@BAMozzy "If there comes a time when these methods don't work anymore because we as gamers refuse to buy into that practice, these companies will be forced to find other ways and if that means having to invest in 'new' games, making 'arcade/budget' type games for example, then they will do that."

Exactly, that is called a downturn in the market and it depends on how quickly publishers could react to any such reduction in their profits. A business can fail while making a lot of revenue.

The undeniable fact is that to maintain profit margins, publishers need revenue streams other than just selling base games to cover costs. Any shock to those revenue streams could lead to a sudden collapse in their profitability which could always see major publishers close up shop.

What are your thoughts on the ageing gaming population - the average age now being mid-30's for most games as opposed to being teens and young adults as it was in the 90's? Do you think this might have an impact? Interested to know your thoughts.

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Tasuki

@BAMozzy Right. I know now that there were many games on PC's back in the 80's, stuff like Wolfenstein. I think it was just the NA marketing of PCs like I said as more business and educational machines. Then again that very well could have been because of the crash as companies were afraid to use the words video games for that type of entertainment which I am sure you know is why the NES was called that.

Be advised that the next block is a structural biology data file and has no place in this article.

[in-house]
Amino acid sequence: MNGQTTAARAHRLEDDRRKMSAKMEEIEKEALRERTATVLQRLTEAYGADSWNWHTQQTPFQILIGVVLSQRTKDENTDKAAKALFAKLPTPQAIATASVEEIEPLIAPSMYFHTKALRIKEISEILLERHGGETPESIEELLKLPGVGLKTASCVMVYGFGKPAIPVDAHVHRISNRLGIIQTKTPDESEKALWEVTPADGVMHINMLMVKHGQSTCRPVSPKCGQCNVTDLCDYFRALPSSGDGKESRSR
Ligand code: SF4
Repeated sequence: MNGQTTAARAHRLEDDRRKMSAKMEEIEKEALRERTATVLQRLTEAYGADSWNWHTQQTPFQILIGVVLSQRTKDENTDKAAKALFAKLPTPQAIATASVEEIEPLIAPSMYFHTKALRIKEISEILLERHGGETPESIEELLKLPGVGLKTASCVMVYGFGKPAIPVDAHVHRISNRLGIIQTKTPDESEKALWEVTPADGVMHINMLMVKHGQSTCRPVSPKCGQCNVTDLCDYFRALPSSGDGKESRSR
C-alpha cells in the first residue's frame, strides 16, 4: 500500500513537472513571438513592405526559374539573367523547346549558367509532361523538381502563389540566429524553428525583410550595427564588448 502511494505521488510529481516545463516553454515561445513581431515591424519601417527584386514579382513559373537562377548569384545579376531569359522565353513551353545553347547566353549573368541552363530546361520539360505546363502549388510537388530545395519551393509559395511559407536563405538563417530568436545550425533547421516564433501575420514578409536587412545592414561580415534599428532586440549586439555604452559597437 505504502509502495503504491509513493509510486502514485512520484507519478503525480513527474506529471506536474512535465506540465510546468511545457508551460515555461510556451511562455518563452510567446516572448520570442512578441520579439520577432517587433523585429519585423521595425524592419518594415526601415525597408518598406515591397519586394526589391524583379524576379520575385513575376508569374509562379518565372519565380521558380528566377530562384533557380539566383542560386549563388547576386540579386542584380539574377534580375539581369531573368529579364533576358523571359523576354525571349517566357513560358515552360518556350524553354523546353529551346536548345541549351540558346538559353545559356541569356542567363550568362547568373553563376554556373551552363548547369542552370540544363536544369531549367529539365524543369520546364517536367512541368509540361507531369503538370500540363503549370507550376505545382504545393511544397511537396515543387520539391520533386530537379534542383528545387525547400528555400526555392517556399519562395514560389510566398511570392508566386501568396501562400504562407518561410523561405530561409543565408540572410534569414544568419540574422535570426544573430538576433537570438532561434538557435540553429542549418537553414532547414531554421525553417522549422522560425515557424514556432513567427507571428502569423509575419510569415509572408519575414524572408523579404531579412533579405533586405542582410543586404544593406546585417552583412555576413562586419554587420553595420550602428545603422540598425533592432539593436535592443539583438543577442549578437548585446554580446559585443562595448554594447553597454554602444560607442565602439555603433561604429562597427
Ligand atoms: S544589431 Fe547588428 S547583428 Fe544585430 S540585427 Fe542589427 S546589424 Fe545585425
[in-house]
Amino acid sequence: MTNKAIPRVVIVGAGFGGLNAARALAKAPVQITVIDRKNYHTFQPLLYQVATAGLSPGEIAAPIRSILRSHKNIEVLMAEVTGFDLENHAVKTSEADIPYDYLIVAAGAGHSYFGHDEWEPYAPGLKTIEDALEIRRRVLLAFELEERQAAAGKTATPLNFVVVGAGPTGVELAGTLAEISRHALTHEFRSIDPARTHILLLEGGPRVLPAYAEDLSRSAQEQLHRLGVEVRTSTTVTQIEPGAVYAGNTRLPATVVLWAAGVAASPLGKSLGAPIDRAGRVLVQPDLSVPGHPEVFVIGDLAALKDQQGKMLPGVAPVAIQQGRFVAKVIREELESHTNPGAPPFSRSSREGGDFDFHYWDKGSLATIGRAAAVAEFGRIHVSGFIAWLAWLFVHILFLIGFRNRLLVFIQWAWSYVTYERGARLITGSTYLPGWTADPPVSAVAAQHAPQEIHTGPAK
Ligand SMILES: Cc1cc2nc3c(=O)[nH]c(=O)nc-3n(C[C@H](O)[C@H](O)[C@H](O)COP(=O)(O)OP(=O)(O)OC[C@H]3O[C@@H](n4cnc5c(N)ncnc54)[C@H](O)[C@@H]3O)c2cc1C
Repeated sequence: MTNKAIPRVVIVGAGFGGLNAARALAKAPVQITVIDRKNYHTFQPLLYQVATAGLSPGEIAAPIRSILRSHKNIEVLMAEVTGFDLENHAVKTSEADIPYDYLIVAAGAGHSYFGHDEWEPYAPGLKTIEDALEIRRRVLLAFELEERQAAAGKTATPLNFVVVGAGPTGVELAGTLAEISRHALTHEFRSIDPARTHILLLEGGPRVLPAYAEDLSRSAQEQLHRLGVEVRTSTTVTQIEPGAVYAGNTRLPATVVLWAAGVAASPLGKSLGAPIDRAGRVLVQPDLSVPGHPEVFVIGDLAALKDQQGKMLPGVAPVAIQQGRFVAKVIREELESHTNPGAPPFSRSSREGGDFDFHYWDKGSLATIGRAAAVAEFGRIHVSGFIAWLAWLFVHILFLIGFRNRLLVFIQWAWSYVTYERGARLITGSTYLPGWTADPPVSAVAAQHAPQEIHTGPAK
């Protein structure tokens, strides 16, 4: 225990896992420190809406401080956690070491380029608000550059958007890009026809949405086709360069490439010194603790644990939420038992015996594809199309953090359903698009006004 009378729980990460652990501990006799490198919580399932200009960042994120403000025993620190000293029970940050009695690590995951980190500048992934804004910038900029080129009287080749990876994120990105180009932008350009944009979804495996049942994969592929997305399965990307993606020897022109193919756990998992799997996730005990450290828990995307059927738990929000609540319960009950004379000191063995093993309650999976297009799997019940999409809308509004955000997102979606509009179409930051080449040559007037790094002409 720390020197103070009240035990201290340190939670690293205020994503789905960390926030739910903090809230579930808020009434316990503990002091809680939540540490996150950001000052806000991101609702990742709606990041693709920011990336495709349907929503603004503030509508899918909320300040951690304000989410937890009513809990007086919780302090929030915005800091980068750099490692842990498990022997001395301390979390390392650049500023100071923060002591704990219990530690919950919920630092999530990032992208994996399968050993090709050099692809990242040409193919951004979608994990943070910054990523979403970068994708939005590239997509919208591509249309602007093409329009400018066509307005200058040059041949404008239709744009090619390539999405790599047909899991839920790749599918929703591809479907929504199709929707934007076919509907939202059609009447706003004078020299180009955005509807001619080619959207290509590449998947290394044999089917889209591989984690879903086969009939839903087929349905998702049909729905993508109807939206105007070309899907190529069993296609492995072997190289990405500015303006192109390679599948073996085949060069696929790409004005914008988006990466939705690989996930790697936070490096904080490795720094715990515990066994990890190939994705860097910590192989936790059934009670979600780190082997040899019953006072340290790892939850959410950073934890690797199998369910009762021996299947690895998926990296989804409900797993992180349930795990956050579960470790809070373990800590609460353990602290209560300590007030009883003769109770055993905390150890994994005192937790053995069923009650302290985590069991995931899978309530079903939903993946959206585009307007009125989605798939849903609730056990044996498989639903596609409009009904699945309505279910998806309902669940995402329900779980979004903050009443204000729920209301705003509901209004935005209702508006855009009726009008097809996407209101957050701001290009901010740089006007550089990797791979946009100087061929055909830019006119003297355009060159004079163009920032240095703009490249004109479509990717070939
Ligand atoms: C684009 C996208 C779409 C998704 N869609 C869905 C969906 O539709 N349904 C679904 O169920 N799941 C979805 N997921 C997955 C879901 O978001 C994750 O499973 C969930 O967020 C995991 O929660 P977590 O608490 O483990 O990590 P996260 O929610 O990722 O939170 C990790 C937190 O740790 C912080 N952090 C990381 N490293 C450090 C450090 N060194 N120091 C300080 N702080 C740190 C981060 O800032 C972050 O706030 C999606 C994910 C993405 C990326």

As a kid though when I would ask for a PC I was always told by my parents that a PC is not for kids. Even my best friend in grade school whose parents had an Amiga and a few other PCS that I didn't know the names of forbidden us to play those machines but let us play the NES, SNES, Genesis or countless other consoles, except for the Neo Geo that they owned.